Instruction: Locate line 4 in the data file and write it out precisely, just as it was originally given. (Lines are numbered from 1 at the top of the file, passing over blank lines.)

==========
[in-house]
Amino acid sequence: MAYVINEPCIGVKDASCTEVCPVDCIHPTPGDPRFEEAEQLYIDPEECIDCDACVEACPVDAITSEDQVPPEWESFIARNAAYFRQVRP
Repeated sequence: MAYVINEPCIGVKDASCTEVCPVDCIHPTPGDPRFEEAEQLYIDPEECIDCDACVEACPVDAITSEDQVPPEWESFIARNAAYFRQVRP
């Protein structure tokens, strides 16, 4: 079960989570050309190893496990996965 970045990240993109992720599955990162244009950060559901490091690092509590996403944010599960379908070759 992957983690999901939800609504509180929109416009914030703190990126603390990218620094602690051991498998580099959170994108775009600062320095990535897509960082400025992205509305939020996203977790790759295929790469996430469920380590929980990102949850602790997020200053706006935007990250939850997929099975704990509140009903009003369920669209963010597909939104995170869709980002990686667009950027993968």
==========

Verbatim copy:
């Protein structure tokens, strides 16, 4: 079960989570050309190893496990996965 970045990240993109992720599955990162244009950060559901490091690092509590996403944010599960379908070759 992957983690999901939800609504509180929109416009914030703190990126603390990218620094602690051991498998580099959170994108775009600062320095990535897509960082400025992205509305939020996203977790790759295929790469996430469920380590929980990102949850602790997020200053706006935007990250939850997929099975704990509140009903009003369920669209963010597909939104995170869709980002990686667009950027993968």